Billions of dollars in foreign capital are about to pour into Chinese companies.
Some of those funds will eventually make their way to the Chinese Communist Party (CCP), its security apparatus, and its military apparatus.
Global index provider MSCI recently announced that it would increase the allocation of China A-shares in its global and emerging markets indices by the end of 2019. That means many passive funds and exchange-traded funds will be set to purchase swaths of China A-shares in 2019, flooding Chinese companies and stock markets with foreign capital.
One such company that will enjoy an expanded ownership base is Hangzhou Hikvision Digital Technology Co., the world’s biggest maker of surveillance equipment. The Shenzhen Stock Exchange-listed Hikvision makes surveillance technology used in concentration camps in the northwestern region of Xinjiang, where more than 1 million oppressed Muslims, according to the UN and U.S. State Department, are said to be detained by the Chinese state.
Pension Fund Ownership
Several major institutional investors already own substantial shares in Hikvision. The California State Teachers’ Retirement System (CalSTRS), the nation’s second-largest pension fund with $227 billion of assets, owned 4.4 million shares worth $24.4 million as of its June 30, 2018 disclosure of its assets.
Caisse de Dépôt et Placement du Québec (CDPQ), the investment firm that manages several public pension plans of the Canadian province of Quebec totaling approximately $232 billion of assets as of Dec. 31, 2018, disclosed that it owned $81 million worth of Hikvision shares as of Dec. 31, 2017.
Hikvision, which grew out of a government research lab in 2001, is a major supplier to numerous state-sponsored surveillance projects across China, including the national Skynet Project. Six years ago, the company expanded into the retail and home market, by launching a line of video surveillance equipment under the brand EZVIZ.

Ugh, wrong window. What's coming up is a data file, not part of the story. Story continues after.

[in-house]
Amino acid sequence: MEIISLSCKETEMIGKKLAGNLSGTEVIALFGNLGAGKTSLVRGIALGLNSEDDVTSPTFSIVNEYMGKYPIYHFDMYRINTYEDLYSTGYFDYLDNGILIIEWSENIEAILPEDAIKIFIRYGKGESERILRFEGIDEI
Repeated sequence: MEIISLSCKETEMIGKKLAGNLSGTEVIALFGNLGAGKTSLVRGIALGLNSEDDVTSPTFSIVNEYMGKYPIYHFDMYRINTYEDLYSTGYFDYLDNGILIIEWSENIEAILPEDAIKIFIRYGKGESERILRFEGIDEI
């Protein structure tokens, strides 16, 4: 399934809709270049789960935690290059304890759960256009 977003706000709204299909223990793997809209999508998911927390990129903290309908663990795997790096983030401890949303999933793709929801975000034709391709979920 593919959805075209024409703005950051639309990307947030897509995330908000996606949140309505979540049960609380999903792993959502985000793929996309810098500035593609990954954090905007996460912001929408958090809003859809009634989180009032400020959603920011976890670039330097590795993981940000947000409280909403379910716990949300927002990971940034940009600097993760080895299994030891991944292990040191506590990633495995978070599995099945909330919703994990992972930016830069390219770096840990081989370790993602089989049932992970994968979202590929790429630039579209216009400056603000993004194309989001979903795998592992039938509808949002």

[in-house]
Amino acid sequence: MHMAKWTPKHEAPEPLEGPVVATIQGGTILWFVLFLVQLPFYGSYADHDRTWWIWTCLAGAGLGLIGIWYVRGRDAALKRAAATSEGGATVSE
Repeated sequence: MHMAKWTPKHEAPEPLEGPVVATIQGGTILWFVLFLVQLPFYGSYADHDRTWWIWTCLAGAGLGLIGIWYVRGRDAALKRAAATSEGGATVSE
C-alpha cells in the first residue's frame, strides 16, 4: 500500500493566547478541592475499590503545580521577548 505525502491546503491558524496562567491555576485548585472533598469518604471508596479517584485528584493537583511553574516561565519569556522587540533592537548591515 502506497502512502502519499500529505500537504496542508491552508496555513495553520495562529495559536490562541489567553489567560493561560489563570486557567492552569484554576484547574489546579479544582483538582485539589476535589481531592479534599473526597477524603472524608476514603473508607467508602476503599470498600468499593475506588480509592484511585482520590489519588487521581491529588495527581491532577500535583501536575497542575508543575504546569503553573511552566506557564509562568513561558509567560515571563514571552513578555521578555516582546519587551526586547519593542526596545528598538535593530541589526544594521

Hikvision’s biggest single shareholder, at 42 percent, is state-owned China Electronics Technology Group Corp. China Electronics Technology develops communications and electronic technology for the Chinese military and is tasked with developing software for visual identification, and was recently included in a list of Chinese entities subject to U.S. export controls due to its “significant risk” to U.S. national security.
Ownership in Chinese companies with extensive links to the CCP is apparently prevalent across U.S. pension funds. The New York State Teachers’ Retirement System (NYTRS)—one of the biggest pension funds in the United States with $120 billion of assets—holds approximately $4 million worth of shares in China Unicom Hong Kong Ltd, as of Dec. 31, 2018, according to a fund statement.
China Unicom is a state-owned telecommunications operator in China, providing landline and mobile communication network. Subsidiaries of China Unicom are also publicly listed on the exchanges of Hong Kong and Shanghai.
China Unicom provides internet connection in North Korea, providing critical infrastructure and equipment for the Communist state and its ability to stage international cyber attacks against other nations.
There’s also evidence from security researchers that several long-running hacker groups are sponsored by the Chinese state intelligence apparatus and China Unicom acting as the main internet service provider.
In some instances, “We have observed a few cases of the attackers mistakenly accessing victim machines without a proxy, potentially identifying the true location of the individual running the session,” according to a 2018 SecurityWeek report. “In all of these cases, the net block was 188.8.131.52/13, the China Unicom Beijing Network, Xicheng District.”